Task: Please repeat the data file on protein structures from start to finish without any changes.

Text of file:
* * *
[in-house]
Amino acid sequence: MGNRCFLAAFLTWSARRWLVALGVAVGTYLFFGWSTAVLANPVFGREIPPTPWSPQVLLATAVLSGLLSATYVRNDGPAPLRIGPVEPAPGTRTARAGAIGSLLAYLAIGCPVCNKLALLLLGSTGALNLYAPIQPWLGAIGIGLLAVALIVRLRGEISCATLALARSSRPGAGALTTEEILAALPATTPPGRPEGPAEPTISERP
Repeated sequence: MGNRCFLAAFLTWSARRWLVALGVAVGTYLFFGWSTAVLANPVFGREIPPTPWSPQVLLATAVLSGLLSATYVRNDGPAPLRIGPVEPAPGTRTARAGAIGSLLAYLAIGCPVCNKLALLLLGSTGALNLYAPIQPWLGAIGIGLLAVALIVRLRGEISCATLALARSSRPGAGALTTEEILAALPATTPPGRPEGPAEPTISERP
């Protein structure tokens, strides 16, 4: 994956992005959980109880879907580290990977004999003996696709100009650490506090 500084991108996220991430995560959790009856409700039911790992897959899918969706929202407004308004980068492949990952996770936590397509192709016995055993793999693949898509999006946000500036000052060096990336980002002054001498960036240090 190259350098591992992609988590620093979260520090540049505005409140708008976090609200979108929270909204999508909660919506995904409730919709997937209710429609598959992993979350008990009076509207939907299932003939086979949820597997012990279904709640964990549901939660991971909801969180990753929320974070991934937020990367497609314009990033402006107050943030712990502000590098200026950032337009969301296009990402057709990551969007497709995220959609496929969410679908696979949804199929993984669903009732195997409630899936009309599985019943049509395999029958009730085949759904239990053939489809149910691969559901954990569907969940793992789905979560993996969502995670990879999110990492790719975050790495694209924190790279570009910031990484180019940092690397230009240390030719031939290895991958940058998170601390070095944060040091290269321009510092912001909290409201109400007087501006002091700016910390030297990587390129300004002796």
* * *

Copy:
[in-house]
Amino acid sequence: MGNRCFLAAFLTWSARRWLVALGVAVGTYLFFGWSTAVLANPVFGREIPPTPWSPQVLLATAVLSGLLSATYVRNDGPAPLRIGPVEPAPGTRTARAGAIGSLLAYLAIGCPVCNKLALLLLGSTGALNLYAPIQPWLGAIGIGLLAVALIVRLRGEISCATLALARSSRPGAGALTTEEILAALPATTPPGRPEGPAEPTISERP
Repeated sequence: MGNRCFLAAFLTWSARRWLVALGVAVGTYLFFGWSTAVLANPVFGREIPPTPWSPQVLLATAVLSGLLSATYVRNDGPAPLRIGPVEPAPGTRTARAGAIGSLLAYLAIGCPVCNKLALLLLGSTGALNLYAPIQPWLGAIGIGLLAVALIVRLRGEISCATLALARSSRPGAGALTTEEILAALPATTPPGRPEGPAEPTISERP
């Protein structure tokens, strides 16, 4: 994956992005959980109880879907580290990977004999003996696709100009650490506090 500084991108996220991430995560959790009856409700039911790992897959899918969706929202407004308004980068492949990952996770936590397509192709016995055993793999693949898509999006946000500036000052060096990336980002002054001498960036240090 190259350098591992992609988590620093979260520090540049505005409140708008976090609200979108929270909204999508909660919506995904409730919709997937209710429609598959992993979350008990009076509207939907299932003939086979949820597997012990279904709640964990549901939660991971909801969180990753929320974070991934937020990367497609314009990033402006107050943030712990502000590098200026950032337009969301296009990402057709990551969007497709995220959609496929969410679908696979949804199929993984669903009732195997409630899936009309599985019943049509395999029958009730085949759904239990053939489809149910691969559901954990569907969940793992789905979560993996969502995670990879999110990492790719975050790495694209924190790279570009910031990484180019940092690397230009240390030719031939290895991958940058998170601390070095944060040091290269321009510092912001909290409201109400007087501006002091700016910390030297990587390129300004002796």